From a DFS perspective, it can help to see which running backs truly got the most opportunity in 2017. This isn't going to be predictive because it's just looking back at what has already happened, but it can give us a look at which archetypes tend to stand above the rest.
As such, here's a look at top-20 running backs in adjusted per-game opportunities from 2017. We're calling them "adjusted opportunities" just for simplicity's sake, and it means we've taken each player's target total, multiplied it by two, and added it to his raw carry total.
|RBs in 2017||Rank||Adjusted Opportunities Per Game|
Do you notice a trend on this list? You should. Each of the top-12 running backs averaged at least 3.5 targets per game. Even though Jordan Howard ranked 8th in carries per game, he slid to 13th in adjusted opportunities due to his lack of receiving involvement. Toss in the Chicago Bears' offensive struggles, and it's not hard to see why Howard was largely a dud in fantasy this year.
Basically, you need to be involved in the passing offense to be a top-tier DFS asset. And this was evident in our investigation of 2017's perfect FanDuel lineups, as well.
The 34 running backs to wind up in a perfect lineup averaged 4.09 receptions per game. Only nine of those 34 had fewer than three receptions in the games they made the list. Even though FanDuel is not a full-PPR site, you still need to target backs who are involved in their team's passing offense. Failing to do so is limiting both your team's floor and ceiling.
From a more micro perspective, David Johnson wound up ranking fourth on this list despite missing the entire fourth quarter in the only game he played. There's a reason he was the top overall pick entering the year, and he should probably be near the top again in 2018 despite abundant and legitimate questions around the Arizona Cardinals' quarterback situation.
With Johnson being out of commission, Bell was in a tier of his own. He averaged 35.53 adjusted opportunities per game, and nobody else was higher than 32. If Johnson's healthy, he's in that same usage tier. But nobody else -- not even Ezekiel Elliott or Todd Gurley -- can rival that usage. Because Bell's also on a team with a good quarterback situation, he should be viewed as the most valuable DFS asset at running back entering 2018 and priced as such.
Dalvin Cook's eighth-place ranking on this list is superbly noteworthy as we look forward to 2018. In the three games prior to his season-ending torn ACL, Cook averaged 29 adjusted opportunities per game. That would have put him tied with Johnson for fourth on the list. The Minnesota Vikings have tremendous talent at wide receiver and a re-tooled offensive line. Assuming Cook is healthy and the quarterbacking situation gets cleared up in the offseason, Cook could be a tremendous player to buy before his price adjusts to his role.
Once you get a bit lower on that list, you'll finally see Kamara's name down in 18th. That's not representative of his true role, so let's handle him separately here.
Obviously, Kamara's value changed drastically once Adrian Peterson was shipped out of town. That means his full-season numbers are filthy, filthy liars trying to mask what he truly was. We should toss them out of this equation to determine how we should have been handling Kamara.
Let's do exactly that and look at Kamara's numbers over the second half of the year, omitting the week he left early due to the concussion. In this seven-game stretch, Kamara averaged 22.43 adjusted opportunities per game. That would have ranked 12th on our season-long list, right between Mark Ingram (who would also get a bump in the post-Peterson era) and Christian McCaffrey. That's not the salary tier he was occupying at the height of his success.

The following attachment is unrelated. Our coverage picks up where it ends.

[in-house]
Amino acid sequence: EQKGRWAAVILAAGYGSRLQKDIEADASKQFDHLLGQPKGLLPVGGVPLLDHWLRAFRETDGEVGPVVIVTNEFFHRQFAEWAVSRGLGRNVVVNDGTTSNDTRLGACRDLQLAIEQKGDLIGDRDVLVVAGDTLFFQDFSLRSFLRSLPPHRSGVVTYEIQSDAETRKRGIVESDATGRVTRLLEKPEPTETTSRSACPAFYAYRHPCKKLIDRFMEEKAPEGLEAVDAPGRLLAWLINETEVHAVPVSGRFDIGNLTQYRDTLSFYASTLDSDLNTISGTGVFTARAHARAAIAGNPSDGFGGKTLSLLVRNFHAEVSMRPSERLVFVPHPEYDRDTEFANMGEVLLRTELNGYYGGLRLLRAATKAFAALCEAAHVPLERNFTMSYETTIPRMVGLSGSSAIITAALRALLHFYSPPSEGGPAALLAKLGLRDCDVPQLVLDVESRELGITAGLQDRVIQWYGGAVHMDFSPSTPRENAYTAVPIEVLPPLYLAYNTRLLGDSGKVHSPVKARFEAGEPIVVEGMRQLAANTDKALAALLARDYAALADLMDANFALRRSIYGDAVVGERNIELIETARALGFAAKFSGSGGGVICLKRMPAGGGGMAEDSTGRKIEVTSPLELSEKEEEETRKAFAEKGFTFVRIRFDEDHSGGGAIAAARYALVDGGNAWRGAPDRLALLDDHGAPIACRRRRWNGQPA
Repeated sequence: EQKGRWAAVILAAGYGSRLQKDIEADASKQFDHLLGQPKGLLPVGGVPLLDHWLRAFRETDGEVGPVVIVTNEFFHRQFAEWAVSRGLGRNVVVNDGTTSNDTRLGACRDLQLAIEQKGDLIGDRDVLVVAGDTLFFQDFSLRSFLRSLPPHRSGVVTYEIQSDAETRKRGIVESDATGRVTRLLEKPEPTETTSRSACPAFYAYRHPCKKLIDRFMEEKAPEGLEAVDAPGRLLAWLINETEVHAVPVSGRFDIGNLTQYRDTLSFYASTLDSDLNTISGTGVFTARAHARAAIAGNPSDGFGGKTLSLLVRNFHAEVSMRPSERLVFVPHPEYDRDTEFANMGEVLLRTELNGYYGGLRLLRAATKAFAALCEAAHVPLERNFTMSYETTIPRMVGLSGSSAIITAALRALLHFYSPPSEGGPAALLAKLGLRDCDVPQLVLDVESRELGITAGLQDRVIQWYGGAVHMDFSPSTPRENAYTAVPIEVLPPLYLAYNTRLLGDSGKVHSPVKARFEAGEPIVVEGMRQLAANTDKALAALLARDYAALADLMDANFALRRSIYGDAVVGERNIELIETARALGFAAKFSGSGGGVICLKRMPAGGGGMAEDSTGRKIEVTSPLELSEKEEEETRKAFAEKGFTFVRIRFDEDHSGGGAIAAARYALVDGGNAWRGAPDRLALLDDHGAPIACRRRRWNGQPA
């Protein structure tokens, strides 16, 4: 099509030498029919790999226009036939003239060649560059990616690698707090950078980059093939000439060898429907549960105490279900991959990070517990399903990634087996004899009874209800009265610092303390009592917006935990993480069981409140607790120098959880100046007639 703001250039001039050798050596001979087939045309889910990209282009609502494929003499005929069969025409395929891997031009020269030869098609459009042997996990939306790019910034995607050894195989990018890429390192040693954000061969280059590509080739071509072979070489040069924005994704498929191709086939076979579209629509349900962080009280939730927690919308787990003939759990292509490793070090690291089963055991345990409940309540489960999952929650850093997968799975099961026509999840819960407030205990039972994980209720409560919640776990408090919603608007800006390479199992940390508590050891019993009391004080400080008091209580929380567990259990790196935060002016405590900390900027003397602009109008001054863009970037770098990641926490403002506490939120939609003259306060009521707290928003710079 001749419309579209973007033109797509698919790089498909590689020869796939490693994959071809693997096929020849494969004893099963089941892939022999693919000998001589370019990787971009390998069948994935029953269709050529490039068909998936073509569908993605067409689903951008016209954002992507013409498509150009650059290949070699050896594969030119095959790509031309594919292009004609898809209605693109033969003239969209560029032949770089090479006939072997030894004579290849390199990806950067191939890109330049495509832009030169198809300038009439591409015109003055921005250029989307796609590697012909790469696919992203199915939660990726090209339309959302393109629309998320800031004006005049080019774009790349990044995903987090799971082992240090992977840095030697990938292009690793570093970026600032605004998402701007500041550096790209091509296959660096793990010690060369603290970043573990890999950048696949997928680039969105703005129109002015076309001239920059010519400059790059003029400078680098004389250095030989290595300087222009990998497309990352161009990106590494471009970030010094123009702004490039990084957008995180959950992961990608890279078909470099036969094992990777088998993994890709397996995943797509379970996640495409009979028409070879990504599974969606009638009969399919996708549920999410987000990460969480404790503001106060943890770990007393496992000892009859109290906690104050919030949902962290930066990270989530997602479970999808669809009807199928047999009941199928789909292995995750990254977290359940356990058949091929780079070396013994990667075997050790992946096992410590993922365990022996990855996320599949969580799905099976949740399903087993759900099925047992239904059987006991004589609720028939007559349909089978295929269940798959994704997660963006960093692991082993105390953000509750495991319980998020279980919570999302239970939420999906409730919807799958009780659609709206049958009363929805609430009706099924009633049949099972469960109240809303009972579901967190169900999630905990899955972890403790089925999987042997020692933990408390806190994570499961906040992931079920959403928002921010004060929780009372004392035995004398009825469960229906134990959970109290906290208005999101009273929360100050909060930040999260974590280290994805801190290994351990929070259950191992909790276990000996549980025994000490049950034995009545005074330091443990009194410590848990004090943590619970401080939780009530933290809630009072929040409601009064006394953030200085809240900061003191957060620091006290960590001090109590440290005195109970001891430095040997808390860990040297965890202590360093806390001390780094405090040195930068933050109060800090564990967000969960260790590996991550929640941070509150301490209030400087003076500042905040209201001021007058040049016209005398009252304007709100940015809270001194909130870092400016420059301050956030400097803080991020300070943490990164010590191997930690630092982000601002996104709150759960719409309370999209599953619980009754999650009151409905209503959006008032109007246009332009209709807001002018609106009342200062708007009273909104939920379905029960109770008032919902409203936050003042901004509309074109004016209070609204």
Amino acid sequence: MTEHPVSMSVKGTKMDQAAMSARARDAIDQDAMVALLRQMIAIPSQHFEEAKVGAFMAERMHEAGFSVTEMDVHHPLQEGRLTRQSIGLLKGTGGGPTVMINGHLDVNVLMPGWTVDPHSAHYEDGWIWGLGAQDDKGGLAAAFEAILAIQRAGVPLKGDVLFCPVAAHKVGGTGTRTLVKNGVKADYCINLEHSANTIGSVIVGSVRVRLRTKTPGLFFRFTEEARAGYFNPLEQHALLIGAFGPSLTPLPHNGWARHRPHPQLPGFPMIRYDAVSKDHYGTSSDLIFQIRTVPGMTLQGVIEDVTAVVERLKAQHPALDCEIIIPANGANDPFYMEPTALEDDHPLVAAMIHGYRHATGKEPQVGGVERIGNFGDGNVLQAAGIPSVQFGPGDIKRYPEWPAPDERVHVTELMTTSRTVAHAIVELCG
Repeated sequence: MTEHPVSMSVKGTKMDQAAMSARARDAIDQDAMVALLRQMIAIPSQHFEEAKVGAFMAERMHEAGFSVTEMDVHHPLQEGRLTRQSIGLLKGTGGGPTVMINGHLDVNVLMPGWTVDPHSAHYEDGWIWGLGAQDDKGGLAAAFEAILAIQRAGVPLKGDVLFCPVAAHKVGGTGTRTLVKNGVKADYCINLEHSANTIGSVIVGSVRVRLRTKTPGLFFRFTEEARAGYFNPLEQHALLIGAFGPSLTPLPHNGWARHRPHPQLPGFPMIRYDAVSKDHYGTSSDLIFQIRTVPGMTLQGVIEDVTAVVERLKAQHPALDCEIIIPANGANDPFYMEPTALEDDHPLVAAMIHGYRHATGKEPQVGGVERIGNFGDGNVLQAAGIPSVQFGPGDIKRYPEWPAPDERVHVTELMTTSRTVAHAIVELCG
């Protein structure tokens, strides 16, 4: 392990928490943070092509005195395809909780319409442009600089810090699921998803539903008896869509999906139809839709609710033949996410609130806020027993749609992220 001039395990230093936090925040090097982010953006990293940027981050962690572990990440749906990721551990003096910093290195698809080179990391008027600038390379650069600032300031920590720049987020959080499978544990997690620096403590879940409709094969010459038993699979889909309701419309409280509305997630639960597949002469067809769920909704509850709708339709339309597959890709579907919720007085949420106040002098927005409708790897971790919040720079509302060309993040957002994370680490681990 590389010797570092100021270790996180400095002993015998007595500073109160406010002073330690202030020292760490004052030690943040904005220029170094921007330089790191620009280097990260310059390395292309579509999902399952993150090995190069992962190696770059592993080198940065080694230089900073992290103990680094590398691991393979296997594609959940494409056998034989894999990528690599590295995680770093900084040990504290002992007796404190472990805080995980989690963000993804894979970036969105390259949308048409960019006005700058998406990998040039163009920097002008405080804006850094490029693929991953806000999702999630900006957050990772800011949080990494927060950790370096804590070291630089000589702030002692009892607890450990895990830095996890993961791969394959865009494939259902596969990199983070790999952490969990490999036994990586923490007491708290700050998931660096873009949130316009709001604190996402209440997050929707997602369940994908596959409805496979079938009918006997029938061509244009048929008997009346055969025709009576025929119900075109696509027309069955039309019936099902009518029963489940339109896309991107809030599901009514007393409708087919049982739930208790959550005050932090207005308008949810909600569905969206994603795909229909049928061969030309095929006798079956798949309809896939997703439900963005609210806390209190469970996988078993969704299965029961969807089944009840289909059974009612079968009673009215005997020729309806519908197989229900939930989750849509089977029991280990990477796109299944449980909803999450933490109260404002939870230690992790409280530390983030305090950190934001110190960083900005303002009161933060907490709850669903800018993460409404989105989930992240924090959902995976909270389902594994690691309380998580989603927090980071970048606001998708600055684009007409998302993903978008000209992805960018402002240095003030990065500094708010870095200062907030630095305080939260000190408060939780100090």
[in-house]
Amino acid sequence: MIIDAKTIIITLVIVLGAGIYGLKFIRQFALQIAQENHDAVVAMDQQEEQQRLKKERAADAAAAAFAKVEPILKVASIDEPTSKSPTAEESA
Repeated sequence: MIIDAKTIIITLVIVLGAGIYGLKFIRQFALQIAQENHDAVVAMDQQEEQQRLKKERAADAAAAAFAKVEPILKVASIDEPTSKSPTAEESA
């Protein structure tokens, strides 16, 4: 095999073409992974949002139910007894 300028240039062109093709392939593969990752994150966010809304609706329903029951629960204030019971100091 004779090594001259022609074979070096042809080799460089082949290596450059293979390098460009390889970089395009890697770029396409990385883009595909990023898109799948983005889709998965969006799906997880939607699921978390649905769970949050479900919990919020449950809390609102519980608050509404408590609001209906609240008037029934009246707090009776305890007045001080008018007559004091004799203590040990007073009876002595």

This sort of process obviously will not take into account Kamara's talent and situation, both of which will inflate his value. And not every target for a running back is created equal, either. But just having this sort of reference in our back pocket is helpful as it gives us a check on where we should be valuing players, and it's possible it shows that Kamara's salary got a smidge too high late in the year.
There are a plethora of factors that will influence a running back's value in daily fantasy football. Offensive-line health, quarterback efficiency, projected game flow, and on and on and on. But volume matters, too, and assessing which volume matters more helps us better judge the true value of each opportunity the running back gets.
We know that FanDuel is only a half-PPR site, and because of that, we can sometimes allow ourselves more leeway in targeting backs who aren't involved in the passing game. But as you saw above, there weren't any top-12 backs in adjusted opportunities last year who got there without the benefit of some targets. It's crucial that we look for guys with dual involvement when filling out our rosters.
That exercise should have also illustrated the immense DFS value of a bell-cow back. Bell dusted the crowd when adding in his work in the passing game, beefing his value up to an outlierish tier. That carries both a high floor and a high ceiling, so we should feel comfortable paying up for those studs when they come along in both cash games and tournaments.
Finally, we should be better equipped to assess the true value of a back once he starts to pop for DFS. For a back like Kamara, it's all gravy to plug him in when his price undersells his role. But once the pricing on a back starts to creep into the upper registers without the volume to back it up, it's okay to pump the brakes and start looking elsewhere.